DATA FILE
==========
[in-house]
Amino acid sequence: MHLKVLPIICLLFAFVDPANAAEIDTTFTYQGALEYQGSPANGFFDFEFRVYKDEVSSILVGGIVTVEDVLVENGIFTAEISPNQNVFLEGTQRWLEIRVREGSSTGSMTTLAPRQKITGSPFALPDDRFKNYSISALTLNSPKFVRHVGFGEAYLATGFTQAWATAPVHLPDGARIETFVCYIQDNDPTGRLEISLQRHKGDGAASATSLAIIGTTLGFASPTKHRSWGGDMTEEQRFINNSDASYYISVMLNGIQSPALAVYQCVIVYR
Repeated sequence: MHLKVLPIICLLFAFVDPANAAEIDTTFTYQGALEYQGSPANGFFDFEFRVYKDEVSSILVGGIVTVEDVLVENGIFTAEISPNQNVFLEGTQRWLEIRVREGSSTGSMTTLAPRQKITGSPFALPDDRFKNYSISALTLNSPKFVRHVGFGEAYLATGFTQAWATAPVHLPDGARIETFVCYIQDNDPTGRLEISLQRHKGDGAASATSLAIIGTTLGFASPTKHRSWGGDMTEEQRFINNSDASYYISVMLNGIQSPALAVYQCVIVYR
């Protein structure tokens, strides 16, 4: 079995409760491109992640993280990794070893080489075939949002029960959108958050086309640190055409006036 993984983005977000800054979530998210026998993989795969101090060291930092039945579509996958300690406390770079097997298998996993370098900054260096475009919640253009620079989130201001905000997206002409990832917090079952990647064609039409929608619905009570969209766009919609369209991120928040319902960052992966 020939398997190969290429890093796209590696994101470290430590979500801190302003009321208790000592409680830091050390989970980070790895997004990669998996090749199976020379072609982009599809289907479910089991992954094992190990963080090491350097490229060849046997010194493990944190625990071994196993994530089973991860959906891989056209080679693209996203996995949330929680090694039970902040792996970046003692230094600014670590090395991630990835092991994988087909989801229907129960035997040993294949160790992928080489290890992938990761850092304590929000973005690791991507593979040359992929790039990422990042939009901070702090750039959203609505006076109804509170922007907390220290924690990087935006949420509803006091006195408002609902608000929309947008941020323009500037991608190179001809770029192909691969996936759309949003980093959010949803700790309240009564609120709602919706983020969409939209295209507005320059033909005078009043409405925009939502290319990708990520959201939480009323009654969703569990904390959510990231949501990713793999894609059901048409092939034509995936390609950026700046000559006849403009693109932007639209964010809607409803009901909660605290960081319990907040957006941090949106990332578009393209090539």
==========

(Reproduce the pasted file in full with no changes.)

[in-house]
Amino acid sequence: MHLKVLPIICLLFAFVDPANAAEIDTTFTYQGALEYQGSPANGFFDFEFRVYKDEVSSILVGGIVTVEDVLVENGIFTAEISPNQNVFLEGTQRWLEIRVREGSSTGSMTTLAPRQKITGSPFALPDDRFKNYSISALTLNSPKFVRHVGFGEAYLATGFTQAWATAPVHLPDGARIETFVCYIQDNDPTGRLEISLQRHKGDGAASATSLAIIGTTLGFASPTKHRSWGGDMTEEQRFINNSDASYYISVMLNGIQSPALAVYQCVIVYR
Repeated sequence: MHLKVLPIICLLFAFVDPANAAEIDTTFTYQGALEYQGSPANGFFDFEFRVYKDEVSSILVGGIVTVEDVLVENGIFTAEISPNQNVFLEGTQRWLEIRVREGSSTGSMTTLAPRQKITGSPFALPDDRFKNYSISALTLNSPKFVRHVGFGEAYLATGFTQAWATAPVHLPDGARIETFVCYIQDNDPTGRLEISLQRHKGDGAASATSLAIIGTTLGFASPTKHRSWGGDMTEEQRFINNSDASYYISVMLNGIQSPALAVYQCVIVYR
């Protein structure tokens, strides 16, 4: 079995409760491109992640993280990794070893080489075939949002029960959108958050086309640190055409006036 993984983005977000800054979530998210026998993989795969101090060291930092039945579509996958300690406390770079097997298998996993370098900054260096475009919640253009620079989130201001905000997206002409990832917090079952990647064609039409929608619905009570969209766009919609369209991120928040319902960052992966 020939398997190969290429890093796209590696994101470290430590979500801190302003009321208790000592409680830091050390989970980070790895997004990669998996090749199976020379072609982009599809289907479910089991992954094992190990963080090491350097490229060849046997010194493990944190625990071994196993994530089973991860959906891989056209080679693209996203996995949330929680090694039970902040792996970046003692230094600014670590090395991630990835092991994988087909989801229907129960035997040993294949160790992928080489290890992938990761850092304590929000973005690791991507593979040359992929790039990422990042939009901070702090750039959203609505006076109804509170922007907390220290924690990087935006949420509803006091006195408002609902608000929309947008941020323009500037991608190179001809770029192909691969996936759309949003980093959010949803700790309240009564609120709602919706983020969409939209295209507005320059033909005078009043409405925009939502290319990708990520959201939480009323009654969703569990904390959510990231949501990713793999894609059901048409092939034509995936390609950026700046000559006849403009693109932007639209964010809607409803009901909660605290960081319990907040957006941090949106990332578009393209090539």